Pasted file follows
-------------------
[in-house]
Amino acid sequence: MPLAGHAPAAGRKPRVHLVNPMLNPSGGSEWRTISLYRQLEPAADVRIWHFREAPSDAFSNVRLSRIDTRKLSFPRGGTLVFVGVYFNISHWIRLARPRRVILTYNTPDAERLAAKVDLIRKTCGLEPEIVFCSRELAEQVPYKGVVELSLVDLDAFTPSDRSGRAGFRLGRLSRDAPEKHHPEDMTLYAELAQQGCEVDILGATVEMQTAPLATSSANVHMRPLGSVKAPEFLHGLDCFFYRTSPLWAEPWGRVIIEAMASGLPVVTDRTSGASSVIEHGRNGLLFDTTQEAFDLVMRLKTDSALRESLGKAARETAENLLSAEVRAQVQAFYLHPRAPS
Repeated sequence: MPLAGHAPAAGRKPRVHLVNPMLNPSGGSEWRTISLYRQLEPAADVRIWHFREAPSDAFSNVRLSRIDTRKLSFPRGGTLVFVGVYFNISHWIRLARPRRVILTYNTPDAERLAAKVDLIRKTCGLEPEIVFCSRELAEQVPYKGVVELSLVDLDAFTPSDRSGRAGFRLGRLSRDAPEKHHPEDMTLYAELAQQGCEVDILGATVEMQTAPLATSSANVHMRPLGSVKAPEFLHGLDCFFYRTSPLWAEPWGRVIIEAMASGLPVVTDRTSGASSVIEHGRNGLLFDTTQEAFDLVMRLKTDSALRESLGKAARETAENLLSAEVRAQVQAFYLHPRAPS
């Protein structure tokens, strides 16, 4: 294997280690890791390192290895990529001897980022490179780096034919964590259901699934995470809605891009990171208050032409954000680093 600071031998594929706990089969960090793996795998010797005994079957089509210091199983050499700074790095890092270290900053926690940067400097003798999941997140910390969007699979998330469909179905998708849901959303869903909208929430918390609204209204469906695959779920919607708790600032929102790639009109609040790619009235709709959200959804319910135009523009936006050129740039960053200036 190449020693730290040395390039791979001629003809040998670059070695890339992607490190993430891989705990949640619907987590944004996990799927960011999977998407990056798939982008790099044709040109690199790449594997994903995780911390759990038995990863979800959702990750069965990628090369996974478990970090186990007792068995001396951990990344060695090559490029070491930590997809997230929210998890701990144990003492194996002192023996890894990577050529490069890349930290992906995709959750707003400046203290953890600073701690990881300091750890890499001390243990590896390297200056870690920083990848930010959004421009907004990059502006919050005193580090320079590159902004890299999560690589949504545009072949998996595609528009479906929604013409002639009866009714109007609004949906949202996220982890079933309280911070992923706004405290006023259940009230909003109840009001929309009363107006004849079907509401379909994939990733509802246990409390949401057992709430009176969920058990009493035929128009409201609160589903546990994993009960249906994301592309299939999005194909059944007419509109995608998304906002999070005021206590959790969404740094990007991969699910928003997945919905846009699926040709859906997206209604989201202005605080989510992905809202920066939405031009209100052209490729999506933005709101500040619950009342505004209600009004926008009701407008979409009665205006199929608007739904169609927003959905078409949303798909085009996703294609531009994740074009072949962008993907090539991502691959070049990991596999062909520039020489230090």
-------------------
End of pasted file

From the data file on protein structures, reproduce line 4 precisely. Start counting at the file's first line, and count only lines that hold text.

């Protein structure tokens, strides 16, 4: 294997280690890791390192290895990529001897980022490179780096034919964590259901699934995470809605891009990171208050032409954000680093 600071031998594929706990089969960090793996795998010797005994079957089509210091199983050499700074790095890092270290900053926690940067400097003798999941997140910390969007699979998330469909179905998708849901959303869903909208929430918390609204209204469906695959779920919607708790600032929102790639009109609040790619009235709709959200959804319910135009523009936006050129740039960053200036 190449020693730290040395390039791979001629003809040998670059070695890339992607490190993430891989705990949640619907987590944004996990799927960011999977998407990056798939982008790099044709040109690199790449594997994903995780911390759990038995990863979800959702990750069965990628090369996974478990970090186990007792068995001396951990990344060695090559490029070491930590997809997230929210998890701990144990003492194996002192023996890894990577050529490069890349930290992906995709959750707003400046203290953890600073701690990881300091750890890499001390243990590896390297200056870690920083990848930010959004421009907004990059502006919050005193580090320079590159902004890299999560690589949504545009072949998996595609528009479906929604013409002639009866009714109007609004949906949202996220982890079933309280911070992923706004405290006023259940009230909003109840009001929309009363107006004849079907509401379909994939990733509802246990409390949401057992709430009176969920058990009493035929128009409201609160589903546990994993009960249906994301592309299939999005194909059944007419509109995608998304906002999070005021206590959790969404740094990007991969699910928003997945919905846009699926040709859906997206209604989201202005605080989510992905809202920066939405031009209100052209490729999506933005709101500040619950009342505004209600009004926008009701407008979409009665205006199929608007739904169609927003959905078409949303798909085009996703294609531009994740074009072949962008993907090539991502691959070049990991596999062909520039020489230090």